Our tradition commands us to remember that we were slaves in Egypt. This command is at its pinnacle at the Seder when we are required to tell the story of the exodus from Egypt. The Seder is the vehicle through which we are essentially supposed to relive our journey from slavery to freedom– a daunting if not impossible task.
Every year I ask my Seder guests to do a bit of homework. Though I realize that a person who has never experienced anything but freedom could not fully appreciate slavery, I try nonetheless to tackle that challenge. A task I have given to my Seder guests is to imagine themselves a person (real or fictional) from a period of transition in Jewish History (the Exodus, the expulsion from Spain, the Holocaust, the creation of the State of Israel, etc). Then, they are to write an entry into their diary as this person, describing what they are going through. For example; how might the Exodus have appeared to a 5 year old boy or, conversely, to a 90 year old woman? How might your grandfather have felt leaving the pogroms in Europe to come to the United States, knowing that he might never see or speak to his parents again? While this activity in no way can actualize the experience of slavery, it might make one more sensitive to what others have been made to endure.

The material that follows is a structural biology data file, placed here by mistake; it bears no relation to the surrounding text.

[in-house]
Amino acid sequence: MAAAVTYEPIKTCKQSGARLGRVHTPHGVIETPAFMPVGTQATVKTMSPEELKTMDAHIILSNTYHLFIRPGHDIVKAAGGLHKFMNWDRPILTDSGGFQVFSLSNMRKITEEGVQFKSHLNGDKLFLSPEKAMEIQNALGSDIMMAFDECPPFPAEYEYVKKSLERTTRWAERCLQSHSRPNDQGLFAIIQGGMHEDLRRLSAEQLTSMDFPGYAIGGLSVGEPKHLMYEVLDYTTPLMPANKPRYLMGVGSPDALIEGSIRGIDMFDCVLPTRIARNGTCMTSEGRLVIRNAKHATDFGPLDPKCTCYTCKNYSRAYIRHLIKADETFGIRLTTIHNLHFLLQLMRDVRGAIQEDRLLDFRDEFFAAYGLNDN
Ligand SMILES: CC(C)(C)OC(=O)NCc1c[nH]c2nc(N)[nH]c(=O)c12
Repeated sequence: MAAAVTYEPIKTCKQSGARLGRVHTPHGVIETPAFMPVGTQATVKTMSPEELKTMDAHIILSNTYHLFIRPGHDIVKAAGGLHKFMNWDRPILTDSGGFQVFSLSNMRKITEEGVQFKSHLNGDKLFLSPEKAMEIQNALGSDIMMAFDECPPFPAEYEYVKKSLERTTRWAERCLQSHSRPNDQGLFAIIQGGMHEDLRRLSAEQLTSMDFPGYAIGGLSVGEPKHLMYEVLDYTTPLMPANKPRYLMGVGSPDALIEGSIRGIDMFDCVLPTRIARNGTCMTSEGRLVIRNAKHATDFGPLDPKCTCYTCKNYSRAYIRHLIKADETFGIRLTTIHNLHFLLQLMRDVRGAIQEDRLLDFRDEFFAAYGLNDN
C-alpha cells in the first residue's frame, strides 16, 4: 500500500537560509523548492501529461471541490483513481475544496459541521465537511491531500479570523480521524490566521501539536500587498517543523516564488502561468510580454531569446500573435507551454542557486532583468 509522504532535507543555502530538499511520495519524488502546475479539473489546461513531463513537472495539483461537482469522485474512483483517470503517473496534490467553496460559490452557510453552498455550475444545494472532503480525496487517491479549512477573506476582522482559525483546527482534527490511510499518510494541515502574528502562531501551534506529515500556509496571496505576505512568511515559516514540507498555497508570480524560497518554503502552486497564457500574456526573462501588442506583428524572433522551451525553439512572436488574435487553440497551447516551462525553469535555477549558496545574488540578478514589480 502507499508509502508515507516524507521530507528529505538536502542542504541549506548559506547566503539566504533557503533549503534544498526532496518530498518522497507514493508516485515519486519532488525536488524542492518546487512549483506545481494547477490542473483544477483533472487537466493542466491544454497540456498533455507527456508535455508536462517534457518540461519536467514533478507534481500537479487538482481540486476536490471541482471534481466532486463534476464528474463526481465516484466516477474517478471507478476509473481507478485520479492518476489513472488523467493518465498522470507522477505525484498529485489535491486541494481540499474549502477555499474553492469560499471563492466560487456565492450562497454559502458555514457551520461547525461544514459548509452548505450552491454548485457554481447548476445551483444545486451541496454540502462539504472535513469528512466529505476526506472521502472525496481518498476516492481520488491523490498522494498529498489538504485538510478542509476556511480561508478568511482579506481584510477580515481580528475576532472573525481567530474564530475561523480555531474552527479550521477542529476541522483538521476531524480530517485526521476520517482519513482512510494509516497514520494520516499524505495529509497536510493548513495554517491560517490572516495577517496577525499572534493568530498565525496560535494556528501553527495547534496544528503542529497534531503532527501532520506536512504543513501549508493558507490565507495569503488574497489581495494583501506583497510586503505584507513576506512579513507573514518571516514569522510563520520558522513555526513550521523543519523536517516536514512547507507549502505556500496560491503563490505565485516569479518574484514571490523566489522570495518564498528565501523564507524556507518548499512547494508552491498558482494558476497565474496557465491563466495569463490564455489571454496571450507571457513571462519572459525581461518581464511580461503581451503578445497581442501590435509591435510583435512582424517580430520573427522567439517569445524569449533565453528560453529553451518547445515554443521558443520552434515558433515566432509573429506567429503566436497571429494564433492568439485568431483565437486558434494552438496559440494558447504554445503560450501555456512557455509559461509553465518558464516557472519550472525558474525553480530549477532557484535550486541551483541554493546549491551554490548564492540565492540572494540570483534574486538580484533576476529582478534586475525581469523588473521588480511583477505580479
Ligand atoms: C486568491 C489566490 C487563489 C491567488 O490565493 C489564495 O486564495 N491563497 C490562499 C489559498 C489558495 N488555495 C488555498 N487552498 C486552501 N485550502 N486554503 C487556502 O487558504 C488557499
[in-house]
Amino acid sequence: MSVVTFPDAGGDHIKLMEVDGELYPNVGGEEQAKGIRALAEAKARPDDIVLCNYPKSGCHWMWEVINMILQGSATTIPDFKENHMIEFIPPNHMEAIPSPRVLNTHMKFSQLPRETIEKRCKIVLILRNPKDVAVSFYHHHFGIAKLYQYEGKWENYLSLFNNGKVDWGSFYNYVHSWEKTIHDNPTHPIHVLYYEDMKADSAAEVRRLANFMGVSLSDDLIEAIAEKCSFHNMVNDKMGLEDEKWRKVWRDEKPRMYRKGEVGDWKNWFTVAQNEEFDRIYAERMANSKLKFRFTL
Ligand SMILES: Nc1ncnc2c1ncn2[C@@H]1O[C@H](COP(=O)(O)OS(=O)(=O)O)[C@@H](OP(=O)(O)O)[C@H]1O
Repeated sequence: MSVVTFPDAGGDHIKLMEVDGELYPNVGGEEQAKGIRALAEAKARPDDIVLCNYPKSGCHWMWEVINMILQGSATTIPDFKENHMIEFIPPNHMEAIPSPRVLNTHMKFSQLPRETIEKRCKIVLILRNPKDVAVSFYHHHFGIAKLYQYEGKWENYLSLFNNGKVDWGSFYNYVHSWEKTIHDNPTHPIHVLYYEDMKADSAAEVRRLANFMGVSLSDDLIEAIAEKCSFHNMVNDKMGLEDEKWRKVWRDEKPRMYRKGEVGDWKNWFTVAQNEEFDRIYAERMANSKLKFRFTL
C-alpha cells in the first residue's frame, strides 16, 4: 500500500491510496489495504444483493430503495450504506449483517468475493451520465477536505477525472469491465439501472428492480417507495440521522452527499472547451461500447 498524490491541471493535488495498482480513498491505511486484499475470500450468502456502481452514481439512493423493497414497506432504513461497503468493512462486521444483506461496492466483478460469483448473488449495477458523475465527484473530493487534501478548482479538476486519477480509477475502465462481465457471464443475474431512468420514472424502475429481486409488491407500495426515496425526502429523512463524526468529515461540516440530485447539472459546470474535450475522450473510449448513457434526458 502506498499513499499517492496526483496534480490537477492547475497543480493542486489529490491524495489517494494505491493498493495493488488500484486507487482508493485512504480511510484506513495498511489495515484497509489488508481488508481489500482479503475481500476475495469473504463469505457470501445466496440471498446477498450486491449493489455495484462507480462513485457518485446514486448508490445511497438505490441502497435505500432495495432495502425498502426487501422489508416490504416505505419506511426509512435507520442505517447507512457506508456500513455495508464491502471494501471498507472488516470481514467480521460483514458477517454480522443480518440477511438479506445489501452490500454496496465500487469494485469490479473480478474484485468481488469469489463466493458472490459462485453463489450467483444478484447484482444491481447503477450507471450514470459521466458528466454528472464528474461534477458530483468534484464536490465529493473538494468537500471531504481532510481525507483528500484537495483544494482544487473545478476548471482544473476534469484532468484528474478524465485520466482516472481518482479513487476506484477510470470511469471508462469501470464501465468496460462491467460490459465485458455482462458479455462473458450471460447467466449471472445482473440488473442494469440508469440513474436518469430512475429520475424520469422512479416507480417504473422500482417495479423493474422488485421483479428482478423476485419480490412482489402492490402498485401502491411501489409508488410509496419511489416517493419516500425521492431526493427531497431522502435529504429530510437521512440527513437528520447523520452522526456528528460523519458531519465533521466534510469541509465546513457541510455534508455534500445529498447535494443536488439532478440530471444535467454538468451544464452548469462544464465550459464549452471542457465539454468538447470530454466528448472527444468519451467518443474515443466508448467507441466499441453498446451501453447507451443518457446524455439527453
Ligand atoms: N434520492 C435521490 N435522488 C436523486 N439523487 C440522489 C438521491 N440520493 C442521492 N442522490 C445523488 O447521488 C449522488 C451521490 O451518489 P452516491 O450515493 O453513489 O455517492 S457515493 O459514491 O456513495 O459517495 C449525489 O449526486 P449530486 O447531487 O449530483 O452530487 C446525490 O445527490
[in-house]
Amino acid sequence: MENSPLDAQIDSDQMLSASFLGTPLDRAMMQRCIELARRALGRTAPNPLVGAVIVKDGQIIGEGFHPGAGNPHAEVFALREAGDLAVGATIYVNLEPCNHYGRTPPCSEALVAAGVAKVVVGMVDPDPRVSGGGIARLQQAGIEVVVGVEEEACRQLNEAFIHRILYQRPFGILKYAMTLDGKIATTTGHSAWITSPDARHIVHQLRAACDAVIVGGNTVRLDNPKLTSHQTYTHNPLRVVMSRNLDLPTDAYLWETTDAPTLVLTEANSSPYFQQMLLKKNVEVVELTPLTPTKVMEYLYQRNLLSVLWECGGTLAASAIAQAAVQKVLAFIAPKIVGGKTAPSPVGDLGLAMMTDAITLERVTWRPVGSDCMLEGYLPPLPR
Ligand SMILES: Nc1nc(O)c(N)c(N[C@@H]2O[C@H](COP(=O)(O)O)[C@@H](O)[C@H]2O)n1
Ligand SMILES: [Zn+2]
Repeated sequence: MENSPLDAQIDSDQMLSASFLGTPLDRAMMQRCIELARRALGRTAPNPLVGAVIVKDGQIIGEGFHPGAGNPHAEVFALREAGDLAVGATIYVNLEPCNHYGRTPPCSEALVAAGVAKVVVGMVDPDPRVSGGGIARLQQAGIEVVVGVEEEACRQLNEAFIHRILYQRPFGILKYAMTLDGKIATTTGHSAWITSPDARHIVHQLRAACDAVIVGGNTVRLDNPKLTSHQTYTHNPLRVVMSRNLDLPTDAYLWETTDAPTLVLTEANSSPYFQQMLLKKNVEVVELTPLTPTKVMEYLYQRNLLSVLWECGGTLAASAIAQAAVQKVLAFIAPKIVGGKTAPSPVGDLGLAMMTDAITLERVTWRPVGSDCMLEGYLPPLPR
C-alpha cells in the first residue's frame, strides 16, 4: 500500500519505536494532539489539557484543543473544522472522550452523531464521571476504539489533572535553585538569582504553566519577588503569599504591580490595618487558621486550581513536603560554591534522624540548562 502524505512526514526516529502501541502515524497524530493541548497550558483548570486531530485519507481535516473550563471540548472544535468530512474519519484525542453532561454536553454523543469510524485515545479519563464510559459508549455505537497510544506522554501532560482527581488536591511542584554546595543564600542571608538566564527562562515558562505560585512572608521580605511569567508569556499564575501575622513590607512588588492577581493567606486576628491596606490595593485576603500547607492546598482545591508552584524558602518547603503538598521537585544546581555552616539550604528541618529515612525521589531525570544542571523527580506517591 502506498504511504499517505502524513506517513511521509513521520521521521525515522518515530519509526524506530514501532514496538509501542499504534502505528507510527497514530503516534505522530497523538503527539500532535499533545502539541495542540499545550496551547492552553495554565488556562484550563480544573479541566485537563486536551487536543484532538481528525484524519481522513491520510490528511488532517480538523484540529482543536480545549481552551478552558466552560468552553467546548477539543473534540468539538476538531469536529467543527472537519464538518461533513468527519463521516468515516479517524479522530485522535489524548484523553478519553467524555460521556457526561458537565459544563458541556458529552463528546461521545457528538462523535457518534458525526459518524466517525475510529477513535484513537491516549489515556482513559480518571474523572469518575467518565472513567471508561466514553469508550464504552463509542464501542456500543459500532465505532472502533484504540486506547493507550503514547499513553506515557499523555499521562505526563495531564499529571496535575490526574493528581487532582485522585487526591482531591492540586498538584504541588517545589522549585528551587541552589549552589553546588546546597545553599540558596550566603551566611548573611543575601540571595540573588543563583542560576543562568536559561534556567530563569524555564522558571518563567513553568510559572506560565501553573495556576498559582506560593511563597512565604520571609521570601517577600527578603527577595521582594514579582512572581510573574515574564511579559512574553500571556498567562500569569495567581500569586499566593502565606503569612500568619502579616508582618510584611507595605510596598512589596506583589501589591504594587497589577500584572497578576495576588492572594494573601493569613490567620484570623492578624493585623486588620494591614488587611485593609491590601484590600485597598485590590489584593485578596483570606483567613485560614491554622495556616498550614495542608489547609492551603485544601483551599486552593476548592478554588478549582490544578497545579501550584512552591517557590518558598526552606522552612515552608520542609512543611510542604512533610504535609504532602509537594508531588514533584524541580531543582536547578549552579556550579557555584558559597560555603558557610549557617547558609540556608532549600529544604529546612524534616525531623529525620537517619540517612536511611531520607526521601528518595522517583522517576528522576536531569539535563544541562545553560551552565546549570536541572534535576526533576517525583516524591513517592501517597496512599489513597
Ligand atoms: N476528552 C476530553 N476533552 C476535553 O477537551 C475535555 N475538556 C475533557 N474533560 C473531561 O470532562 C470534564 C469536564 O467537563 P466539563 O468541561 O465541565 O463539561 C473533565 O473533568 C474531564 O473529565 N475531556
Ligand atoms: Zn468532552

As we attempt to imagine the plights of our ancestors, we will become more aware of those going through similar struggles today and have a greater appreciation of that with which we have been blessed, thus more fully celebrating the gift of freedom.
Elana Weinberg is a Judaica Artist specializing in ketubot, as well as a teacher, currently teaching Hebrew in a Hebrew Charter school in Harlem.She is a long time BJ member who has served on various committees over the years.